Downsizing the Oscars

I’ve been watching the Academy Awards since Bob Hope was a baby. Back then, they didn’t have a different host each year: It was always Bob Hope. Then Johnny Carson took over for a while. Now they audition someone new every few years but it’s such a no-win gig, you wonder why anyone wants it. Jon Stewart did an admirable job a few years ago and his movie career still lingers in the toilet. Waiters at trendy L.A. restaurants get more Hollywood job offers. And they don’t even have to wear tuxedos.

The Academy Awards show boasts a long and storied tradition – of train wrecks. Every year, we get an endless parade of presenters who forget to bring their reading glasses, presenters who mangle the simplest names, presenters who are so improbably mismatched that you wonder whether the producer is wearing bowling shoes – “Now, from ‘Harold & Kumar Escape from Guantanamo Bay’ with the star of ‘Frost/Nixon’...” presenters who hurt their causes by flogging them, presenters who stumble over the easiest of cue cards. Considering these hapless podium jockeys are usually actors who have already gotten an Academy Award, you’d think they’d be able to at least act as if they are not reading from a teleprompter. You’d think one of their personal assistants could have remembered to bring the spectacles.

Then there are the awards for things that are – even in Hollywood – extremely trivial. My local theater has yet to show “Doubt” and “Milk,” two films nominated for best picture, so when do you think they’re going to show the nominees for short film (animated) and short film (live action)? Oh, yeah, never. The Oscar ceremony honchos always say they don’t have enough time to let the winners say, “Thank you,” but they have time for these two awards? I’m sure all the nominated short films are wonderful and award-worthy, but to the world at large, short films are like drum solos – even if they’re performed by Neil Peart, we don’t like them. Best documentary short could be dumped, too. Not because people won’t watch short docs (there is always a new freshman class at Angst University that will sit through anything), but on account of the fact that documentarians (particularly the short ones) rarely wear the nattiest of duds. Joan Rivers doesn’t even bother to ask them who designed their clothes. If you can’t pass that minor hurdle, do you really deserve an award?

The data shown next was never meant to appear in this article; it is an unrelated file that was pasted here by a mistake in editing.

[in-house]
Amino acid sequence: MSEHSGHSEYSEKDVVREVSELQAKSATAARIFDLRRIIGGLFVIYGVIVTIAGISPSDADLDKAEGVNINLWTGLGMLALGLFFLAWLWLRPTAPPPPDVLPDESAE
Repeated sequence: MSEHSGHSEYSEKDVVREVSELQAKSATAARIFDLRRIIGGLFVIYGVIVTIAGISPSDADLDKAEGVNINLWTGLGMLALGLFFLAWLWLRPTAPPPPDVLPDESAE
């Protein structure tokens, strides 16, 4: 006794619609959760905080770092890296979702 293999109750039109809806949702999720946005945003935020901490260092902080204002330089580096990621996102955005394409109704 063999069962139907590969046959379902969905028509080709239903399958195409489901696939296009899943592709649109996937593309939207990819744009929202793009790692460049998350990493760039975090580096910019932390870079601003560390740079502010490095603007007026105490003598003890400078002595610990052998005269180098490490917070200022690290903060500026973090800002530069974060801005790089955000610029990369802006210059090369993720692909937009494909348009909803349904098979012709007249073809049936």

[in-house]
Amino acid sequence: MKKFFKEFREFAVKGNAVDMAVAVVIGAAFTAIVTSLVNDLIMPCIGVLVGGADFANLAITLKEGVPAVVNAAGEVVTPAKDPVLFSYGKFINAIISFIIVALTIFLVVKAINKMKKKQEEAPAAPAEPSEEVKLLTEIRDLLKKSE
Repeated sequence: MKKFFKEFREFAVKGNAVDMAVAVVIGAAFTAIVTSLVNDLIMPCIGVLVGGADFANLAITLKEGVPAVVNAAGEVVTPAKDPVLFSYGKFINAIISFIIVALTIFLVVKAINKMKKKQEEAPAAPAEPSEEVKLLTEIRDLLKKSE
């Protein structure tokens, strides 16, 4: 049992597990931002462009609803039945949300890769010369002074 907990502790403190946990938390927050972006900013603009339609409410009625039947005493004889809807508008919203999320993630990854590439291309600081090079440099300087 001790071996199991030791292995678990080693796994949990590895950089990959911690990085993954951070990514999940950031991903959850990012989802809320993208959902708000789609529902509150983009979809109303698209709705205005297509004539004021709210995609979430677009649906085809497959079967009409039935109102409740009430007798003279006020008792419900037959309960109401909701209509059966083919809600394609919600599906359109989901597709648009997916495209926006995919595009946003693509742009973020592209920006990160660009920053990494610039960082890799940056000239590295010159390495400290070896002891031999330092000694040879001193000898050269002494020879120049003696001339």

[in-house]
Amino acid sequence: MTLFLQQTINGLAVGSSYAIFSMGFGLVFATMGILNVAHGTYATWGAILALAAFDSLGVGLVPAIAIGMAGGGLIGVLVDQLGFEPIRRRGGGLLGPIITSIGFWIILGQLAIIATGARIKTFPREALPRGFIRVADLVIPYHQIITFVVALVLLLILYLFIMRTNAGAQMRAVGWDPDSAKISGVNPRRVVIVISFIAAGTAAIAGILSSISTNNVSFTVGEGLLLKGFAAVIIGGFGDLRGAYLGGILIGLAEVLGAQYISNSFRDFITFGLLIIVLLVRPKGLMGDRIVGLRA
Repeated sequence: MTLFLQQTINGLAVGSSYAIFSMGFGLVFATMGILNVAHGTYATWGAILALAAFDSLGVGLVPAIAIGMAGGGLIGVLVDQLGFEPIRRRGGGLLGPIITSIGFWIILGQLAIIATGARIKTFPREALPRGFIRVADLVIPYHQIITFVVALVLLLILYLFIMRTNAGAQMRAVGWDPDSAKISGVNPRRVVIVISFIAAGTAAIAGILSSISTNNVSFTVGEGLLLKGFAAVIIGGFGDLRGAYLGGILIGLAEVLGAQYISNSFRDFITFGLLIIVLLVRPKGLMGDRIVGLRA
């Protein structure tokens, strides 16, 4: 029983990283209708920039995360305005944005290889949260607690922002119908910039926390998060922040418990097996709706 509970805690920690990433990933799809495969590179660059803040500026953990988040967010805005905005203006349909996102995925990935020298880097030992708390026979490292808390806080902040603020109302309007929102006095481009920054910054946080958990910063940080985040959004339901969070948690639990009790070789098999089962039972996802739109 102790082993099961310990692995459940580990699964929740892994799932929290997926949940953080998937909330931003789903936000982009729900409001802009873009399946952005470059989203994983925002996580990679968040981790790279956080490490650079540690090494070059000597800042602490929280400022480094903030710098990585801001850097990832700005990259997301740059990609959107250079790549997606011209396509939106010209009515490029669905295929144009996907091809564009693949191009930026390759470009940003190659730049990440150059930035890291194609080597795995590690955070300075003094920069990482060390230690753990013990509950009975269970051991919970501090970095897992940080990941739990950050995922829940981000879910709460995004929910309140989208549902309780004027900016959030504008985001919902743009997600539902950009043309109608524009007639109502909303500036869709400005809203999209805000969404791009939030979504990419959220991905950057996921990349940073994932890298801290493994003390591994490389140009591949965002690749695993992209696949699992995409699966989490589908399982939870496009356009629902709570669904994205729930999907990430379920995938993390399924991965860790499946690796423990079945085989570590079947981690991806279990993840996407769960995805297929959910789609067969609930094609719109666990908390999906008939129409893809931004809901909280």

They say a billion people watch the Academy Awards each year but those masses aren’t here in North America; a few hundred million live in India, a few hundred million in Indonesia, and a few hundred million hail from all around the world. They could boost the audience considerably if they cut to a high-speed car chase or a Rachel Ray rerun during the musical numbers. They might even hit 2 billion. I know there have been a lot of memorable musical numbers on the Oscars over the last 80 years, whoops, no, wait – there has been one memorable musical number over the last 80 years, Isaac Hayes performing “Theme from Shaft.” The music you heard on the other 79 shows was just the sound of a billion toilets flushing at the same time. You can run down to the beach in Mumbai and watch the ocean rise a few inches. That can’t be good for the environment.

For all my whining, I still watch the Oscars. It’s like going to a wedding where you finally meet the parents of the bride and the groom and all their crazy brothers and sisters and aunts and uncles. And you say to yourself, “That explains so much.” Yes, the band was too loud and the best man gave an awful speech; (what was the bride thinking when she picked out that ridiculous dress?) but you still come. You even bring a present.

Jim Mullen is the author of “It Takes a Village Idiot: Complicating the Simple Life” and “Baby’s First Tattoo.” You can reach him at

Copyright 2009, Newspaper Enterprise Assn.

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